In progressing from the node 1 to the node 2, the received symbols are (1, 0). To make the transition from the state "00" to the state "00", the encoder would generate the symbols (0, 0). The distance between the observed symbols (1, 0) and the symbols that the encoder would generate under this hypothesis (0, 0) is one. Thus, the branch metric from the state "00" at the node 1 to the state 00 at the node 2 is one. This value is added to the value zero which had been placed near the state "00" at the node 1 to give a cumulative metric of one at the node 2, state "00". This same procedure is followed for the three remaining paths linking the nodes 1 and 2.

After progressing m nodes (two in this case), each of 2^{m} states (four in this case) has two means of access. In every case, the path with the largest cumulative metric (least likely) is discarded. These paths are shown as dashed lines. When the two cumulative metrics are equal, either one of the two paths is selected. When progressing from nodes 3 to 4 or beyond, the cumulative metric is calculated by taking the smallest value at the node j and adding to it the branch metric associated with the transition from the hypothesized path from the nodes j to j+1. For example, the two paths leading to the state "10" at the node 3 have cumulative metrics of one and two. The path with metric value two is discarded (dashed line from the state "01") and the path with metric value one is retained (solid line from the state "00").

Suppose this process is terminated at the node 4. The decoder seeks that state with the lowest path metric. In this case it is the state "10" with a path metric of zero. Note that only one unbroken path exists between each state at any node and the origin. Taking the path from the state "10" at the node 4 and working backward, exactly the same path is traced out as was followed by the encoder as shown in FIG. 2. Progressing from left to right in FIG. 3, the decoder output is 1001 which, indeed, was the original encoded sequence.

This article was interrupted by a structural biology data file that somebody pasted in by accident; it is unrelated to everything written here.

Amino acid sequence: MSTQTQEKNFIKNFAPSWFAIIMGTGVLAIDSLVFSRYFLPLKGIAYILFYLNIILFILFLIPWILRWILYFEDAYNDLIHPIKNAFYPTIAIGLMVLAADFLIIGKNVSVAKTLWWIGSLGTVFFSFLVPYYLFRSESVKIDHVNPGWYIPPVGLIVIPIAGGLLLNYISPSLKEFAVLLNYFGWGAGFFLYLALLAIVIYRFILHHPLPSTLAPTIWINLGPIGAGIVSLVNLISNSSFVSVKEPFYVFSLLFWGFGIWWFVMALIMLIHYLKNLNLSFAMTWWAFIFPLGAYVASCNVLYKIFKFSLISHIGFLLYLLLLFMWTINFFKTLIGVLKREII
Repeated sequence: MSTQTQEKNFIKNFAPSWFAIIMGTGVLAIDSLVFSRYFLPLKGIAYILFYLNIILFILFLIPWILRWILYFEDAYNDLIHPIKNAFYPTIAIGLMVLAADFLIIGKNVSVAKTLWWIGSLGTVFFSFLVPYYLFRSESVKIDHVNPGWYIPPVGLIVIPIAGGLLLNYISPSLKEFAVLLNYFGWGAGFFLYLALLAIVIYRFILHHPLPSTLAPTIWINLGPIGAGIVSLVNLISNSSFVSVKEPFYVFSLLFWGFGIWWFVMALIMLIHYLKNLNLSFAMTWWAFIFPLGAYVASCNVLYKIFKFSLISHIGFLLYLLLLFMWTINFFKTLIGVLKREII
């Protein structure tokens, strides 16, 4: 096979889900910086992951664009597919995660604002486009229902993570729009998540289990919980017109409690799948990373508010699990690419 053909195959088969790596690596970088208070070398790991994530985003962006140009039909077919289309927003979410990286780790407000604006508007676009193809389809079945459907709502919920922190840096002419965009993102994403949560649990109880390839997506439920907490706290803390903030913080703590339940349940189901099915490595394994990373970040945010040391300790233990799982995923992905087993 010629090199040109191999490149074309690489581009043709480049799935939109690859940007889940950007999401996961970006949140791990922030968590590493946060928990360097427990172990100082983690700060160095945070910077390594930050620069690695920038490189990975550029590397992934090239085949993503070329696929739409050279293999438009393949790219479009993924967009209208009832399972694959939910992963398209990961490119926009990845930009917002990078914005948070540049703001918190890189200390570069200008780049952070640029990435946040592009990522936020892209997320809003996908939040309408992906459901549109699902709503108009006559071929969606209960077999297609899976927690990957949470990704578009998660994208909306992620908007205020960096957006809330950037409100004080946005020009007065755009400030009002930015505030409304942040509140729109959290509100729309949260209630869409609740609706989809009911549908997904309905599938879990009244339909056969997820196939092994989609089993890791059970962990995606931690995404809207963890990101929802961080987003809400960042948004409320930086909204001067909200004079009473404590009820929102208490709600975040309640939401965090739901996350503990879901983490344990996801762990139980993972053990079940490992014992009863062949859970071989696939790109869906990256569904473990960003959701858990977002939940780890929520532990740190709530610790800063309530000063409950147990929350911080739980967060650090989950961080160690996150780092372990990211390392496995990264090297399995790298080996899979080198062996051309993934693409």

The above-described decoding is disclosed in the above-mentioned publication "Convolutional Codes and Their Performance in Communication Systems" by A. J. VITERBI.

FIG. 4 is a general block diagram of a Viterbi decoder employed by the present invention. In FIG. 4, the Viterbi decoder includes a switch 10, a first correlation determining circuit 11, second correlation determining circuits 12a through 12d, path memories 13a through 13d, a path selector 14, and a clock signal generator 43.

The switch 10 receives in serial format at an input terminal IN, the encoded sequence of codes transmitted from the convolutional encoder shown in FIG. 1, and converts the received codes into parallel codes. The first correlation determining circuit 11 has four branch metric calculating units 11a through 11d. Each of the branch metric calculating units receives a pair of symbols (i.e., a code unit) from the encoder at each decoding clock, and calculates a branch metric bm between the received pair of symbols and a hypothetical path. That is, the branch metric calculating unit 11a calculates a branch metric between the received pair of symbols and a fixed pair of symbols (0, 0) which the encoder would generate by the transition from the state "00" to the state "00". This calculation is effected simply by adding the received pair of symbols. Also, by inverting both of the received pair of symbols and then by adding the inverted symbols, the branch metric calculating unit 11b outputs a branch metric between the received pair of symbols and a fixed pair of symbols (1, 1) which the encoder would generate by the transition from the state " 00" to the state "10" or from the state "01" to the state "00" (see FIG. 2). Similarly, the branch metric calculating unit 11c outputs a branch metric between the received pair of symbols and a fixed pair of symbols (1, 0) which the encoder would generate by the transition from the state "10" to the state "01" or from the state "11" to the state "11". The branch metric calculating unit 11d outputs a branch metric between the received pair of symbols and a fixed pair of symbols (0, 1) which the encoder would generate by the transition from the state "10" to the state "11" or from the state "11" to the state "01".